It is widely perceived that 2% minoxidil is more effective than the 1% concentration, and this is reflected in the fact that the 2% concentration is most frequently registered worldwide for FPHL. However, the results from one study included in this review indicate that 1% minoxidil does not appear any less effective than 2% minoxidil and is also associated with a potentially lower number of adverse events. There was also evidence (mainly moderate to low quality) that 5% minoxidil once daily was as effective as 2% minoxidil twice daily; a factor which may be important in improving adherence in future clinical trials.
There is also an urgent need for high‐quality, well‐designed, and rigorously‐reported studies of other widely‐used treatments, such as spironolactone, finasteride (at different dosages), dutasteride, cyproterone acetate, and laser‐based therapy. Conceivably, some studies listed in the 'Characteristics of ongoing studies' section of this review will be able to provide answers to these remaining questions in the future.
There was wide variability in the conduct and the quality of reporting of many trials. A major area for improvement would be in the standardisation of outcome reporting in any future research. The use of proprietary severity scales and non‐standardised scales significantly hampered our ability to combine study results for a meta‐analysis. Outcomes collected in future trials should be primarily based on a standardised scale of the participant's assessment of the treatment efficacy, and they should also have a greater emphasis on changes in QoL as a result of the interventions. Standardised and uniform scales should be developed and used for physicians' assessments, and these should reliably reflect the proportion of participants with investigator‐rated clinically significant hair regrowth and mean change in total hair count from baseline to the end of the study. Follow‐up studies addressing the sustainability of hair regrowth after discontinuation of treatment should be taken into account as they constitute an important outcome for participants. Another important patient‐reported outcome should be the impact of the hair regrowth reflected by a decrease in the time spent by women on hair styling, including the use of wigs.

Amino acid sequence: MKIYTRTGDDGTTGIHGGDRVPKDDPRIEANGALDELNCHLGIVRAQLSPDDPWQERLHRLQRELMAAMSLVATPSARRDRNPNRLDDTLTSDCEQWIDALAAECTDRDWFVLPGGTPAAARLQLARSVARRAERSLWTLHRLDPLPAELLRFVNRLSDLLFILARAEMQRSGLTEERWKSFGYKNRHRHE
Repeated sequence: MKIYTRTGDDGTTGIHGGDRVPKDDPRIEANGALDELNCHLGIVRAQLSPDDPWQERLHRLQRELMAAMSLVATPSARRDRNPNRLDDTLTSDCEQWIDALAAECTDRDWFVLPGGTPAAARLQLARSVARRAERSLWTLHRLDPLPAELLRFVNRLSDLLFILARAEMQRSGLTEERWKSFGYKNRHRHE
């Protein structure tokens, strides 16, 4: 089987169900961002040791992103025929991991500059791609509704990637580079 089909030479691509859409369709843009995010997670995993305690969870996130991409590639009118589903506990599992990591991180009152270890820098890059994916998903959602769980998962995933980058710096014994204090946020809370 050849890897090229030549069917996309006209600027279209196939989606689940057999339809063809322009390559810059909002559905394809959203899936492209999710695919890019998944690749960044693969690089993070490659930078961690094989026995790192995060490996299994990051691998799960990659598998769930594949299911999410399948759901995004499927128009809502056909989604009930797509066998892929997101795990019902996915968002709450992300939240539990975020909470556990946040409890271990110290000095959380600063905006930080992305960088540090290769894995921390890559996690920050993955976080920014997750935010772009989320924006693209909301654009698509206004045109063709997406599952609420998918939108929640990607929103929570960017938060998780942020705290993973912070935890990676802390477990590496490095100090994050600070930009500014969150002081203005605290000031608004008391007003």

Future randomised controlled trials must be well‐designed, well‐conducted, and adequately delivered, with subsequent reporting, including high‐quality descriptions of all aspects of methodology. Rigorous reporting needs to conform to the Consolidated Standards of Reporting Trials (CONSORT) statement, and this will enable appraisal and interpretation of results, and accurate judgements to be made about the risk of bias and the overall quality of the evidence. Although it is uncertain whether reported quality mirrors actual study conduct, it is noteworthy that studies with unclear methodology have been shown to produce biased estimates of treatment effects (Schulz 1995). Adherence to guidelines, such as the CONSORT statement, would help ensure complete reporting.
For further research recommendations based on the EPICOT (evidence, population, intervention, comparison, outcomes, and time) format (Brown 2006), see .Get full text at The Cochrane Library